Daily Archives: May 17, 2018

The CTOvision Artificial Intelligence, Big Data and Analytics Weekly

The Weekly Artificial Intelligence, Big Data and Analytics Newsletter is a weekly review of hot topics on the theme of Big Data. This is our fastest growing list with over 1,500 readers receiving the newsletter every Wednesday.

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  • The Weekly Artificial Intelligence, Big Data and Analytics Newsletter is a weekly review of hot topics on the theme of Big Data. This is our fastest growing list with over 1,500 readers receiving the newsletter every Wednesday.
  • The Weekly Cyberwar and Cybersecurity Review summarizes enterprise IT security technologies and concepts and the issues you need to track regarding the high end threat actors. Over 6,000 readers receive this report every Thursday.
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SecMon State of the Union: Focus on Use Cases

Posted under: Research and Analysis

When we revisited the Security Monitoring Team of Rivals it became obvious that the overlap between SIEM and security analytics has passed a point of no return. So with a Civil War brewing our key goal is to determine what will be your strategic platform for security monitoring. This requires you to shut out the noise of fancy analytics and colorful visualizations, and focus on the problem you are trying to solve now, with an eye to how it will evolve in the future. That means getting back to use cases. The cases for security monitoring tend to fall into three major buckets:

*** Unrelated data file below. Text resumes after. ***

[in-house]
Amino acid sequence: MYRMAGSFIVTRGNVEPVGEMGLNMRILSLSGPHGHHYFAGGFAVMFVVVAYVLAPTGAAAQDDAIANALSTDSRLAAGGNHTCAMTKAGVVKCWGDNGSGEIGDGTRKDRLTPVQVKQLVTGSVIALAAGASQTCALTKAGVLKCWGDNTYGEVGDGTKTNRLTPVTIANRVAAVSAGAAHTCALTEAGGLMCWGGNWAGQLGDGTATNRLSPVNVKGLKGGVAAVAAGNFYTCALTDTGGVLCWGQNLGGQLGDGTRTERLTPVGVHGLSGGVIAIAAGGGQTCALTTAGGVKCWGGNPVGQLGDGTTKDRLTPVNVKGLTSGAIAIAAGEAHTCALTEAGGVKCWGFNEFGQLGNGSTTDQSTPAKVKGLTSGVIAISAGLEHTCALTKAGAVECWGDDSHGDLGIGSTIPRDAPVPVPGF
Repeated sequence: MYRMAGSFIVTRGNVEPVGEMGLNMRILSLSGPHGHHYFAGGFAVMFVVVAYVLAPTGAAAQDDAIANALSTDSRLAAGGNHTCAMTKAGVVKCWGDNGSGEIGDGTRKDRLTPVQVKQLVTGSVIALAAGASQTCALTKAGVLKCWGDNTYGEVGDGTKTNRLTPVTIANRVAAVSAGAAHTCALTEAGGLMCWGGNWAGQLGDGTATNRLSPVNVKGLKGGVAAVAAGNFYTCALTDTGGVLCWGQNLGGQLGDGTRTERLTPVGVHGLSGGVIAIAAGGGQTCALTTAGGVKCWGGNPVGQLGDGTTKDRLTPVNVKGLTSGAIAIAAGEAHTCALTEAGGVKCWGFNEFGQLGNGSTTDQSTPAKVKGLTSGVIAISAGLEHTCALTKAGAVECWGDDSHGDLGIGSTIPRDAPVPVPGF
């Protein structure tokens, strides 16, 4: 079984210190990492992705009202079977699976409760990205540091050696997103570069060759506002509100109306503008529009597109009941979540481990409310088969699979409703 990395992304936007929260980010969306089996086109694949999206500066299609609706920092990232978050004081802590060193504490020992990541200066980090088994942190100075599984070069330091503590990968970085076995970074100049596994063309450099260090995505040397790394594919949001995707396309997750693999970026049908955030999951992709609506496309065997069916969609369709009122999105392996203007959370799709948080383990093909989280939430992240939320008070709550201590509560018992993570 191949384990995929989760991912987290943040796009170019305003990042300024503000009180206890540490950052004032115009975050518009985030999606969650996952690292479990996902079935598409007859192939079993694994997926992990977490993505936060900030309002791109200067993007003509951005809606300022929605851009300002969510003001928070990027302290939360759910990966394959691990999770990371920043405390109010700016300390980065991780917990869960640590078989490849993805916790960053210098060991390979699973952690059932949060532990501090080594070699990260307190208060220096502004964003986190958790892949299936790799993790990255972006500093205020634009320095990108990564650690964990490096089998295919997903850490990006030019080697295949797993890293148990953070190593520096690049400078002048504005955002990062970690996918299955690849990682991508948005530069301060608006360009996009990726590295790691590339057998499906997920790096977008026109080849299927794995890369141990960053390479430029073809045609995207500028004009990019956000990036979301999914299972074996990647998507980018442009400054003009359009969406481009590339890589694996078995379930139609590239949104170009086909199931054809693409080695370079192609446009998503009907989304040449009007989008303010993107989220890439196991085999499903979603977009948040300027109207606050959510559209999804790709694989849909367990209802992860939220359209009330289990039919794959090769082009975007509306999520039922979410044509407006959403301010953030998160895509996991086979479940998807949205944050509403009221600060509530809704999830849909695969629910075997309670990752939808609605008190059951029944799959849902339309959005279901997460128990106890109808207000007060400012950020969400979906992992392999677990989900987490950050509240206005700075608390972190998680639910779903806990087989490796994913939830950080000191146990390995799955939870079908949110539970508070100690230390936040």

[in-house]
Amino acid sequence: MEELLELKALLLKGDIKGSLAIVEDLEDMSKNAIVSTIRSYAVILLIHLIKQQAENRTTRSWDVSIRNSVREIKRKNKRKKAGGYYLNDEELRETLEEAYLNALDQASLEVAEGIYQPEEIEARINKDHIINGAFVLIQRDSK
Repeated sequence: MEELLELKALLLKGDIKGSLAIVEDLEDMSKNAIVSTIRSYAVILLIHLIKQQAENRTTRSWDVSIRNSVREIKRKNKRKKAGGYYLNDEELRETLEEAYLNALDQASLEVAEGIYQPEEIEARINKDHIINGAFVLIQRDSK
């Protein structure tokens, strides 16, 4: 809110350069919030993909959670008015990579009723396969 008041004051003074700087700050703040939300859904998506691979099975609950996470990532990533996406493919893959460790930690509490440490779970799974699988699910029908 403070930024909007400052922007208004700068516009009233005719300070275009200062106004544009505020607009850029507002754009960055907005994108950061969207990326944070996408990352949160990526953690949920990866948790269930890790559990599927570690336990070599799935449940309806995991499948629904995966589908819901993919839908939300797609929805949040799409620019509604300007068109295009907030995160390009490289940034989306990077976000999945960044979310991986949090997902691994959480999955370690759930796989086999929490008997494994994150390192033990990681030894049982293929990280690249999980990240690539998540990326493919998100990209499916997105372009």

1. Security alerts
  2. Forensics and Response
  3. Compliance reporting

Let’s go into each of these to make sure you have a clear handle on success today, and how each will change in the future. After we work through the use cases, we’ll cover pros and cons of how each combatant (SIEM vs. Security Analytics) addresses them. As you can see, there isn’t really any clean way to categorize the players, so let’s just jump into cases.

Security Alerts

Traditional SIEM was based on looking for patterns you knew to be attacks. You couldn’t detect things that you didn’t yet recognize as attacks yet, and keeping the rules current to keep pace with dynamic attacks was a challenge. So many customers didn’t receive the value they needed. In response a new generation of security analytics products appeared to apply advanced mathematical techniques to security data, identifying and analyzing anomalous activity, giving customers hope that they would be able to detect attacks not covered by their existing rules.

Today to have a handle on success any security monitoring platform needs the ability to detect and alert on the following attack vectors:

  • Commodity Malware: Basically these are known attacks, likely with a Metasploit module available to allow even the least sophisticated attackers to use them. Although not sexy, this kind of attack is still prevalent because adversaries don’t use advanced attacks unless they need to.